Russia's rights climate deteriorating, Soviet-style restrictions increasing, activists say
MOSCOW -- Russia's human rights climate is deteriorating, and Soviet-style restrictions on freedom of speech and expression are multiplying, Russian and international activists warn.
Nina Tagankina, of the Moscow Helsinki Group, said there has been an "overall worsening" of the situation in Russia and that authorities are prohibiting more peaceful protests and rallies.
The Vienna-based International Helsinki Federation said in a report that Russian authorities have imposed tighter restrictions on the freedom of association and were resorting to intimidation and abuse of opposition activists.
"The actions of the police ... remind one of the intolerance of political pluralism that existed here in the Soviet Union," Executive Director Aaron Rhodes said in a statement Tuesday. "Russia is moving toward a one-party state."
Over the weekend, police in the central city of Nizhny Novgorod violently dispersed an anti-government rally dubbed the March of Those Who Disagree. Three weeks earlier, police in St. Petersburg clubbed protesters and dragged them into waiting buses during a demonstration against President Vladimir Putin and Kremlin policies. An anti-government protest in Moscow in December was similarly quashed by a huge police presence that dwarfed the demonstrators.
The crackdown in Nizhny Novgorod led the United States on Monday to decry "Russian government heavy-handedness" against people trying to exercise democratic rights.
It "raises serious concerns about Russians' ability to exercise their rights to assembly, free speech and peaceful protest," State Department spokesman Tom Casey said.
In a letter to Russia's human rights ombudsman, leading rights activists said the breakup of the demonstrations was blatantly illegal. They also quoted Putin as saying earlier this month that "no one has the right" to deprive dissenters of the right to protest.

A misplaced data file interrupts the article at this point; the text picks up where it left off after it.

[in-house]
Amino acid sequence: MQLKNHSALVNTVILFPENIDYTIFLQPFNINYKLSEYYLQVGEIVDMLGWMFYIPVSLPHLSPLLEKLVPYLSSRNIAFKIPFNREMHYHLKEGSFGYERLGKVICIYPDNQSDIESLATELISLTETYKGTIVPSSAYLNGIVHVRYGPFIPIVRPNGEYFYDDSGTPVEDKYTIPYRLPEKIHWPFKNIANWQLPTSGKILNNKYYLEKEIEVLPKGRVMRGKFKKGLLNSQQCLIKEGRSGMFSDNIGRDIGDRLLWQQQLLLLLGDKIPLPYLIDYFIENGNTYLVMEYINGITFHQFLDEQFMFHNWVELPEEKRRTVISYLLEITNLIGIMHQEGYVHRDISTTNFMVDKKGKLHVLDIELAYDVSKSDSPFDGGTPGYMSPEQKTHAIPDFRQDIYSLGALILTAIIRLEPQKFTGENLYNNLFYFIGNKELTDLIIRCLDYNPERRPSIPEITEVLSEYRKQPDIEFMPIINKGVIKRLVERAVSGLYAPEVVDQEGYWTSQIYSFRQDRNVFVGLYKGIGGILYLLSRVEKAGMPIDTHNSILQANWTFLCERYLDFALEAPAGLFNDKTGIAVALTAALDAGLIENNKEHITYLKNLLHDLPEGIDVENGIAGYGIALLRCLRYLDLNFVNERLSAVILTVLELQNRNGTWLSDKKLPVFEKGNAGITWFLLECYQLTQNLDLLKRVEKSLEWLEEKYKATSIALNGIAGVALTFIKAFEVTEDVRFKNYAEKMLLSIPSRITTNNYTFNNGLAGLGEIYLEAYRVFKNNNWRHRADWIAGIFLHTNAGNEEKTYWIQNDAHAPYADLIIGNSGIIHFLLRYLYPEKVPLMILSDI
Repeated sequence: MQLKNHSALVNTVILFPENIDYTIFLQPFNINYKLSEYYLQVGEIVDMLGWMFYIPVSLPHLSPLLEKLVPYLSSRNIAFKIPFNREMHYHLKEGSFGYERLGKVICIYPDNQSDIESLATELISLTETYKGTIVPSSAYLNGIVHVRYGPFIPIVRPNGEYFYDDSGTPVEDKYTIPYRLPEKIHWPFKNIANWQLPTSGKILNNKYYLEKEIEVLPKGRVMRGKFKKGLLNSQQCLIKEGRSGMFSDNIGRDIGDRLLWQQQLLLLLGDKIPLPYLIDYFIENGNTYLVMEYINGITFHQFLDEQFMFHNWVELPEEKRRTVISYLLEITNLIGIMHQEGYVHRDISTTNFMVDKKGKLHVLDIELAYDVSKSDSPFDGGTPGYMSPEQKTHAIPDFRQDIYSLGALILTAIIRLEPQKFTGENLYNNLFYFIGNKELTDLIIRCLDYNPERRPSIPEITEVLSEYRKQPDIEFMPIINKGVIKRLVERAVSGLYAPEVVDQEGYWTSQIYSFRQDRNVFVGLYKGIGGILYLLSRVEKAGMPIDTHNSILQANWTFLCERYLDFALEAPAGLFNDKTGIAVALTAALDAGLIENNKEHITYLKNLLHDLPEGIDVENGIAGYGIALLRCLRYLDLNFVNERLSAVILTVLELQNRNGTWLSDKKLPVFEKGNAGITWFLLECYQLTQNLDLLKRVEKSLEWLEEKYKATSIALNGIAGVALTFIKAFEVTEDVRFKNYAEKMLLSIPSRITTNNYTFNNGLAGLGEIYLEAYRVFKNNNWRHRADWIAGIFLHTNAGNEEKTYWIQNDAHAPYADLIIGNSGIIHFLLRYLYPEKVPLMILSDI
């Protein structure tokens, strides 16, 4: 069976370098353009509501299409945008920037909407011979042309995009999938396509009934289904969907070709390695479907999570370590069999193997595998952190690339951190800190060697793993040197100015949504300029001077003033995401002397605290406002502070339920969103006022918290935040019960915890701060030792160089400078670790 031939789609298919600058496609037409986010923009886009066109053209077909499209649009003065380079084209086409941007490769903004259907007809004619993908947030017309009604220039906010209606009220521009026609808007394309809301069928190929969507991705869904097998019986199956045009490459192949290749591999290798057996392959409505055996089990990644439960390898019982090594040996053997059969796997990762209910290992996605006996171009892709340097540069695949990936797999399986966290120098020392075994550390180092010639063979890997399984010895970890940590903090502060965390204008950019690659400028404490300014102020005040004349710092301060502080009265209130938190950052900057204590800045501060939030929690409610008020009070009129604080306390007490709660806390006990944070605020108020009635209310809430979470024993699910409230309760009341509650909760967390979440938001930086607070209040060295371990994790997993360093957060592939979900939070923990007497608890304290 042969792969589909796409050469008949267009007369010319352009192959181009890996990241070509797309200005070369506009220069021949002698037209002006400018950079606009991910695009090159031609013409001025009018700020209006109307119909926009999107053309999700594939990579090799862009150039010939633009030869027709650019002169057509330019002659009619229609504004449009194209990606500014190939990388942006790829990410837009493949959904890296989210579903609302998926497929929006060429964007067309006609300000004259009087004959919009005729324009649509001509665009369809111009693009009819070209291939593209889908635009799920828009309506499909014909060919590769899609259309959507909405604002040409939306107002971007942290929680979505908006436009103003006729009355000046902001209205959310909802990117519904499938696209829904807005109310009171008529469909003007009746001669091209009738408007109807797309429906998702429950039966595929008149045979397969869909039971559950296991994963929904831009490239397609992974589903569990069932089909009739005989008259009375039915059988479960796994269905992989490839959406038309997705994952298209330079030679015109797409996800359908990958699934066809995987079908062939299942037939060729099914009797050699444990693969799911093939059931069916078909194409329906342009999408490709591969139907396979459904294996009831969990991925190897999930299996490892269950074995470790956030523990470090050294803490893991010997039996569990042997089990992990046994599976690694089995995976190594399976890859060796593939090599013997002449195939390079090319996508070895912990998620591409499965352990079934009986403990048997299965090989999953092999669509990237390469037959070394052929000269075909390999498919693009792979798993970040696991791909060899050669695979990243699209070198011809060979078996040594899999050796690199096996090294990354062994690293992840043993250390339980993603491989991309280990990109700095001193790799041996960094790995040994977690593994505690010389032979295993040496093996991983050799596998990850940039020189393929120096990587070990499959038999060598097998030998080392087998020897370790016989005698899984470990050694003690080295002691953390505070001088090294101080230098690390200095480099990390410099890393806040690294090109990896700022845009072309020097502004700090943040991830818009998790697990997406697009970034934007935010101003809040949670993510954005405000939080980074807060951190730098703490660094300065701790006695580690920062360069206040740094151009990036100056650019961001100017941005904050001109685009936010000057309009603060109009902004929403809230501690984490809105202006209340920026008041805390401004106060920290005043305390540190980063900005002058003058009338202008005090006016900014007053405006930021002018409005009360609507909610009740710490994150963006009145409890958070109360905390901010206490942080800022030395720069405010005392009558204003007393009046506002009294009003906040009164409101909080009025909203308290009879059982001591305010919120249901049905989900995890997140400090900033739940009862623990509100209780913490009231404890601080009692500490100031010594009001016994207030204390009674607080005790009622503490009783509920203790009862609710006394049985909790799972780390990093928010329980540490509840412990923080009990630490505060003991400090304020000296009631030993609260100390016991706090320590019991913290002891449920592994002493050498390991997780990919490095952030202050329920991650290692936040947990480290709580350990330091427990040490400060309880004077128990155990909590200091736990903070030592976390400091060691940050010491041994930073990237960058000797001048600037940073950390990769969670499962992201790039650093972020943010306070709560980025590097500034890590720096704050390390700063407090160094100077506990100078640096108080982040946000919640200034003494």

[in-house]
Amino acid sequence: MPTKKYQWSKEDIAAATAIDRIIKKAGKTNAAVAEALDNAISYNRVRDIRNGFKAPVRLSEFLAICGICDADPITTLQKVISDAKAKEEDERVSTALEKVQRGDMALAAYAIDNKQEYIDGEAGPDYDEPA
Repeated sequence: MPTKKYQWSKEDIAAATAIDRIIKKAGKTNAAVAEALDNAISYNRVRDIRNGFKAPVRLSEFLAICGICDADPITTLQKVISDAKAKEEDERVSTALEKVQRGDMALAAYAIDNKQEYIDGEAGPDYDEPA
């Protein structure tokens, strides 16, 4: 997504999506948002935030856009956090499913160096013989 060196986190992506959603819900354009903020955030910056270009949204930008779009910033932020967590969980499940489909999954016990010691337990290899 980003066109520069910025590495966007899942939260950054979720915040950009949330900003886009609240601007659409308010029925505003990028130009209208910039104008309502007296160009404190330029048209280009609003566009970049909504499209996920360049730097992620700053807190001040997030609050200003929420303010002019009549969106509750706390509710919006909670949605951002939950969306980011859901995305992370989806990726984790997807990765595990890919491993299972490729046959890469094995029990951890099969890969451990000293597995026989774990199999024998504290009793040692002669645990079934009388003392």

"A legal question arises: to what extent is policy in the country determined by the guarantees of the Constitution and to what extent by law-enforcement agencies and local governments?" said the letter, signed by Moscow Helsinki Group chairwoman Lyudmila Alexeyeva, For Human Rights chairman Lev Ponomaryev and 18 other activists.
Tagankina also said a new law imposing tighter restrictions on rights groups violated their freedom of expression and prevented many from operating freely.
A Kremlin spokesman, Dmitry Peskov, said that Putin's administration does not believe there is a human rights crisis in Russia or that "democracy is in bad condition," but acknowledges that "like in any country ... there is still plenty to be done to improve democratic mechanisms."
He said he was not familiar with the International Helsinki Federation report, but that foreign asessments of human rights in Russia are often subjective and biased.
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